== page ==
When I asked about the most valuable skill a student can learn, Anderson stated that it is really hard to pinpoint what skill is the most valuable. Among the skills that she highlighted in an Art History program such as Carleton’s were research and writing; however she said that learning how to look at artworks spatially and how they relate to each other, different artists, other time periods and larger questions about the world is also a core skill.

There are, however, many skills that can only really be learned on the job¾ for instance, administrative tasks and operational structures of the gallery. Anderson emphasizes that it is creative vision and passion that must motivate you: “There is an idea nowadays that being curator is a glamorous job, and yes, it is exciting to work with artists, but I would say that 95% of being a curator seems to be spent at the computer, mostly answering emails and feeling tied to a desk. One has to keep in mind that what are often mundane tasks are an integral part of the job and realizing exhibitions.”

The current exhibition at CUAG demonstrates Anderson’s interest in artist-centered approaches to curating. Anderson met Carol Sawyer during a Banff residency program in 2012 and invited her to develop an exhibition as part of CUAG’s Collection Invitational series. This is a recent initiative “inviting artists for a weeklong residency to conduct research on some aspect of the collection that will lead to an exhibition. The goal is to activate the collection in new and artist-led ways, particularly as much of the collection is underutilized.”

Sawyer’s work was a logical fit for the Collection Invitational series because wherever Sawyer presents the Natalie Brettschneider Archive, she conducts research to connect Brettschneider (a fictional figure) with local historical figures, particularly women artists who are not very well known. “I had a hunch that there would be many intersections between Natalie Brettschneider and CUAG’s co-founder Frances Barwick,” says Anderson as she lists all the different documents about Barwick from CUAG, Library and Archives Canada and the National Gallery of Canada that are part of the exhibition.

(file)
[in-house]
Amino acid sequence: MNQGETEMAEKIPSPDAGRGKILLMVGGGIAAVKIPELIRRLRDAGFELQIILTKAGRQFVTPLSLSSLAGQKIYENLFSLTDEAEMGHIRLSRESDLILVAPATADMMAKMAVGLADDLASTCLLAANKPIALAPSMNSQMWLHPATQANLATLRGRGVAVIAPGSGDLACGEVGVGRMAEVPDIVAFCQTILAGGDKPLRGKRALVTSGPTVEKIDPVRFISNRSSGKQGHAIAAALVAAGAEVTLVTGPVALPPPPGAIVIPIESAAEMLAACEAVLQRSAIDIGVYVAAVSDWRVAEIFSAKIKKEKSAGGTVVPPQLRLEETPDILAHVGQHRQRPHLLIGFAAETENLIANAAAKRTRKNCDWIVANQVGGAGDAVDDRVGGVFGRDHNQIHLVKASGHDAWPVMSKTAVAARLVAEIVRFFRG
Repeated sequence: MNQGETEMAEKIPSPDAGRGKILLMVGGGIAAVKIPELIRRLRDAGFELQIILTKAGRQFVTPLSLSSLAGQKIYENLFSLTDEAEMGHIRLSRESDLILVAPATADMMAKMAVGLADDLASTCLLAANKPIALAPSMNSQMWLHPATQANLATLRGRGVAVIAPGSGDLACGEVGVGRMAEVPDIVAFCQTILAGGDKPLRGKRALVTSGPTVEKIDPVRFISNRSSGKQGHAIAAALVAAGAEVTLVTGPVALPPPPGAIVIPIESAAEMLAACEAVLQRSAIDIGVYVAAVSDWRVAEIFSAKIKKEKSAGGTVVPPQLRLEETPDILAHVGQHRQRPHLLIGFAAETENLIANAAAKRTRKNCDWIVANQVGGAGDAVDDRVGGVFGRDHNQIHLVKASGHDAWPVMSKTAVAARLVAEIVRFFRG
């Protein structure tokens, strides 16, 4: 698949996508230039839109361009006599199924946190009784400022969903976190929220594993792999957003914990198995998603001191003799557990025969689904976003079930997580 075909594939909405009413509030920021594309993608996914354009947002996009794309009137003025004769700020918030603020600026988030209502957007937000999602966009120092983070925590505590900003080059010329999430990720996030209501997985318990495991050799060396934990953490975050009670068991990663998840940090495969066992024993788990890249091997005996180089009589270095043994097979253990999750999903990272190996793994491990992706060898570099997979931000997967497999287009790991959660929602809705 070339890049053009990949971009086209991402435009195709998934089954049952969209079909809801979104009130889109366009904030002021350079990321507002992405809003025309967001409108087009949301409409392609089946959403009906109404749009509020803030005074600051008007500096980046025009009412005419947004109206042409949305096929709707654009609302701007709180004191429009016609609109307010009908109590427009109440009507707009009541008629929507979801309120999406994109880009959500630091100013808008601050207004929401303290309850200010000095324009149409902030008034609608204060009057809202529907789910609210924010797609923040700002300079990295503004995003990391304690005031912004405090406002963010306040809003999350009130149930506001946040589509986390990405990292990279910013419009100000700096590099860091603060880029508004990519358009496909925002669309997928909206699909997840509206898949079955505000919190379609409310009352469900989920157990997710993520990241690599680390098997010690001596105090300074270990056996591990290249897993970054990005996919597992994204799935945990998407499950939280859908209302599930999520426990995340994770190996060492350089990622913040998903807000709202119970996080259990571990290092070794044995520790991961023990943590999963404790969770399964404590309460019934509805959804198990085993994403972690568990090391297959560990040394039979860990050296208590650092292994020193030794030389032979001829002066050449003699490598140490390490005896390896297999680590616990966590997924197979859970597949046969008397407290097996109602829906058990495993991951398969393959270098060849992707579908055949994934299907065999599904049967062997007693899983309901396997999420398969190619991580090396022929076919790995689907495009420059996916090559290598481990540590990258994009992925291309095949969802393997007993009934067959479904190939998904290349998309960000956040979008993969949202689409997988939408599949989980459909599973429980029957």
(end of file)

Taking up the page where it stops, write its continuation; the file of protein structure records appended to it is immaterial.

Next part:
“I think it’s important to get out and see lots of exhibitions if one wants to be a curator. In Art History one can became very consumed by the coursework and the school life. It’s really important to get out and meet artists…to really engage with the art community,” advises Anderson to students that want to gain experience in the field.

I personally encourage students to get out and see the exhibition Carol Sawyer: The Natalie Brettschneider Archive at CUAG, on until 19 April of this year.

About the Author: Jimena Martinez Gerhard is Render’s first undergraduate guest blogger. She will be writing monthly posts for the blog. Jimena is a second year undergraduate student at Carleton University completing a double major in Communication Studies and Art History. Originally born in Mexico, she also lived many years in Costa Rica before coming to Canada.